6 Ways to Succeed At NaNoWriMo

6 Ways to Succeed At NaNoWriMo

I was reminded recently that it’s not just me that struggles to find time to write, we’re mostly all suffering from the same problem. Today’s world is busy, with so many things trying to compete for our time. It can be difficult to turn off notifications for Facebook, Instagram, Twitter, children (OK, maybe we can’t turn off the last one, although occasionally a mute button would be nice!) But if you want to write that book you’ve been talking about for years, the time is coming when you are just going to have to.

It is coming up to November – which means NaNoWriMo. If you haven’t heard about it, it is short for National November Writing Month, and it is a challenge to write the first draft of your novel, or 50,000 words in just 30 days. Sounds mad? Quite possibly – but the first draft of my novel ‘It Never Rains’ was written in a NaNoWriMo month, so I’m here to tell you it is definitely possible.

It’s hard – you have to put writing first for the whole month, but it is only 30 days. If you think of it as a finite amount of time and you can relax when it gets to December, it isn’t so difficult to force yourself into hardship (because sometimes it is – trust me!) when there is an end in sight. Just imagine how good you’ll feel at the end of the month when you have a complete manuscript to work with.

My rules are that there are no interruptions during my writing time unless there is a life-threatening situation (squabbles don’t count, but I have amended it to include dripping blood thanks to my daughter when she stapled her finger – the reason for letting that one in!). During the NaNoWriMo that I wrote my book, I used to try for two or three 15 minute sessions in the morning, then I would stay up later in the evening to write – trying to make up to an hour a day. And I just about got it done.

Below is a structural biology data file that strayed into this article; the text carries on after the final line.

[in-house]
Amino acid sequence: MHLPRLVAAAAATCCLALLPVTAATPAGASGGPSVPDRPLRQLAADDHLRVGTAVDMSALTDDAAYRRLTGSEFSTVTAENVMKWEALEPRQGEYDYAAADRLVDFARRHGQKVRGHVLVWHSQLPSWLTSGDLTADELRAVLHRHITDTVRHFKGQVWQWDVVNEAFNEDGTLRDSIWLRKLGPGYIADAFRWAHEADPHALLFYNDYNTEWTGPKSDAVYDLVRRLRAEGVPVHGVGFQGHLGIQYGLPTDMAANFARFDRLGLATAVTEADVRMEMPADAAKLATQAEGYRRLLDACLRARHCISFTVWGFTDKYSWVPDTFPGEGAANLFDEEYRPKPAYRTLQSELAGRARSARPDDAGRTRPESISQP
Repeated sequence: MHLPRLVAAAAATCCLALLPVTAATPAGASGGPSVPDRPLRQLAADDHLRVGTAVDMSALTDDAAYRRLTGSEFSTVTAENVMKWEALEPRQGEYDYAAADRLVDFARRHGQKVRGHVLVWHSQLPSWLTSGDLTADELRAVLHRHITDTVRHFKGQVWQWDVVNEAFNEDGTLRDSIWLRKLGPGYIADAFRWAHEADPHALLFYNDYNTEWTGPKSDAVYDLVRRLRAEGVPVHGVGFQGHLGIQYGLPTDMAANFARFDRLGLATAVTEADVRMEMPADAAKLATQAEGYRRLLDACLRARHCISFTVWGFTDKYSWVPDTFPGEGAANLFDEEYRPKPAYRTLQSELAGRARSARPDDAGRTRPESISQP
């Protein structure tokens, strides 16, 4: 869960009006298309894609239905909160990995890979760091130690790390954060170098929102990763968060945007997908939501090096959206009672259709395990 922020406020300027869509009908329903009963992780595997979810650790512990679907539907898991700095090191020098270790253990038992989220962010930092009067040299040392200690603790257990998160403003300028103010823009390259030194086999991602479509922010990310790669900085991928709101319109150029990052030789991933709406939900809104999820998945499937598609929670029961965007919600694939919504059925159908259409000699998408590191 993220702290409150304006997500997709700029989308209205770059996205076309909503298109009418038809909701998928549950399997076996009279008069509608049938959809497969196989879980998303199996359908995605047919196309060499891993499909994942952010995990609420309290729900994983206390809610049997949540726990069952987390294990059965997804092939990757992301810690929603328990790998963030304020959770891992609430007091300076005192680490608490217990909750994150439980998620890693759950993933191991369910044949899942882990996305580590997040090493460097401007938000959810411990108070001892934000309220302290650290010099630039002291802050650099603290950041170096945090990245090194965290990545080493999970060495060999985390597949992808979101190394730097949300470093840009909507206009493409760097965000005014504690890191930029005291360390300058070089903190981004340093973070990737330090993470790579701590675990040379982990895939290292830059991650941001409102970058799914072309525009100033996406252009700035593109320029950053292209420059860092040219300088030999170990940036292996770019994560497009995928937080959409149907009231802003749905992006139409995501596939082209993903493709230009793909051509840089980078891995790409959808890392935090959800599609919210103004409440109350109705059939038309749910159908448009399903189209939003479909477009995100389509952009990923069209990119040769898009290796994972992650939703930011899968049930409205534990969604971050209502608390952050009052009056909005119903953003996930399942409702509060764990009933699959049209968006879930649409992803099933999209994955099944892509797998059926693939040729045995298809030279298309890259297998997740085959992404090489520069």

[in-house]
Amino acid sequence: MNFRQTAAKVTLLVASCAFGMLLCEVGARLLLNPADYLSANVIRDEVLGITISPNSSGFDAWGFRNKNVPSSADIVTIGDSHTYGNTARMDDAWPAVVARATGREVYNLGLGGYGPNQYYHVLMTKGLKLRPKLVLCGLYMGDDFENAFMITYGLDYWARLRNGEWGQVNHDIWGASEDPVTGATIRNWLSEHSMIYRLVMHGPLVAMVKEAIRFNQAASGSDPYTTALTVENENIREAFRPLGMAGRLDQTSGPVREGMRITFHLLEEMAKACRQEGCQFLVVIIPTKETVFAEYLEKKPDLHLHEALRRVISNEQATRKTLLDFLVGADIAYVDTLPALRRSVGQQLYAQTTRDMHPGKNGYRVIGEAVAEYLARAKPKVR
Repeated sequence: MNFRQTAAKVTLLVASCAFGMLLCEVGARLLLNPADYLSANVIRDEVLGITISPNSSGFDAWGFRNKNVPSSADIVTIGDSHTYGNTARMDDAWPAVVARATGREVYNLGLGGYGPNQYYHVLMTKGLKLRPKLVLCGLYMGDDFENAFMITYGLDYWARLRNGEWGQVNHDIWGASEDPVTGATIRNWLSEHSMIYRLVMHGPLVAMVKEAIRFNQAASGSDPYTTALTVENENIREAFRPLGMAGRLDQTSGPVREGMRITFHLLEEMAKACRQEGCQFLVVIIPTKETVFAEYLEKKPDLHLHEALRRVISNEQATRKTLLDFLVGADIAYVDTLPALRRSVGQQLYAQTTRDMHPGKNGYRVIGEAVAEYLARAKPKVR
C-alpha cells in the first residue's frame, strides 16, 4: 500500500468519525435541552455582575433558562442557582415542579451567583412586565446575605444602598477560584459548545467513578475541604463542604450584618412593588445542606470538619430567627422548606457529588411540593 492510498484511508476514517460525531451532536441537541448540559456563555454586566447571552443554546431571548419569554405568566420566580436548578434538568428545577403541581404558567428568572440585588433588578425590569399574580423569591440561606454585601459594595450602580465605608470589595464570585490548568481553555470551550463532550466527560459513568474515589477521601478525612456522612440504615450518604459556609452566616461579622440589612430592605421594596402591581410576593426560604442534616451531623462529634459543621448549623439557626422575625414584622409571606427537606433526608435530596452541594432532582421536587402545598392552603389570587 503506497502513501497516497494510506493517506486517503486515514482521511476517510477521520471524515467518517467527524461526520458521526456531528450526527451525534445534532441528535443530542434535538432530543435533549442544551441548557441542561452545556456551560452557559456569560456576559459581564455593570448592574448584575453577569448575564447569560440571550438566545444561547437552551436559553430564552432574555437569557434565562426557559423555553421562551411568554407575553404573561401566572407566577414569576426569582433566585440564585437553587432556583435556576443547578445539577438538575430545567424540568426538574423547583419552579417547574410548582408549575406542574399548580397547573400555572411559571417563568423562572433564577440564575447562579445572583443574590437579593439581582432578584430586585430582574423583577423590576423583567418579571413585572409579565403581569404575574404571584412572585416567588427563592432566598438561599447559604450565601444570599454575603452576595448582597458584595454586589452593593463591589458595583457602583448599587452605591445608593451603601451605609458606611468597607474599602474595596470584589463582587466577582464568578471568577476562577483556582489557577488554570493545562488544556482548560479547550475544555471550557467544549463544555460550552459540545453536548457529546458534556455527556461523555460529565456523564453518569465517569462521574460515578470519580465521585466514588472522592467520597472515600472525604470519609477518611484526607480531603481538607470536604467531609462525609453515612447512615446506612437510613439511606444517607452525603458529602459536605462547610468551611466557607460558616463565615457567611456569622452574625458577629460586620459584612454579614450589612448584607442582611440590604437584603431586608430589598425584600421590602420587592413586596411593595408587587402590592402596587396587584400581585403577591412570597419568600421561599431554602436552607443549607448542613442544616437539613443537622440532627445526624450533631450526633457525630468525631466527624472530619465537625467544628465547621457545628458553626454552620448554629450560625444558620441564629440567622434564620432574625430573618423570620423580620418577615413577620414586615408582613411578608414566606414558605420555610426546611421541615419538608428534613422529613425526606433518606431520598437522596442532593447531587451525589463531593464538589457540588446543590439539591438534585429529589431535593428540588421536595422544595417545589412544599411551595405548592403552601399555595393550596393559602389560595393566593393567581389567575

I wasn’t going to go for NaNoWriMo this year, because I thought I was too pushed for time. But, in the replies I got to my recent survey, almost everyone was in the same boat. So this year – how about we all do it together?

These are my 6 ways that we can all succeed at this year’s NaNoWriMo:

  1. Conquer your fear. Take your nerves and just jump. It doesn’t matter if you sign up and don’t finish all the 50,000 words, no one will judge you – if you don’t want to tell anyone then no one will even know. There are only benefits. If you don’t finish – meh – at the very least you will have written more  words than you would have if you hadn’t tried! But if you do, you’ll have the first draft of a novel – woohoo!
  2. Relax. The important thing to remember is it is just an exercise in writing – don’t go back and edit what you have written, just make sure to get the words down. It’s the old adage of, ‘you can’t edit a blank page.’ Once you have got the words down on paper, you can rearrange, edit, add chapters, take chapters away – whatever takes your fancy. But you can’t do that if there is nothing there. There are tips, strategies for writing fast, and (my favourite) sprints and games to help you write more – I had great success with the Harry Potter themed games to help me speed up last time.
  3. Sign-up. You have to be brave enough to sign up. No pressure, just an easy-peasy first stage –log on to NaNoWriMo here and sign up. If you don’t write anything – no harm, no foul. But it is the first stage to getting somewhere – once you sign up – you’re on the starting line to finishing the marathon of writing your first draft (it’s more like a sprint for NaNoWriMo but you get the drift!)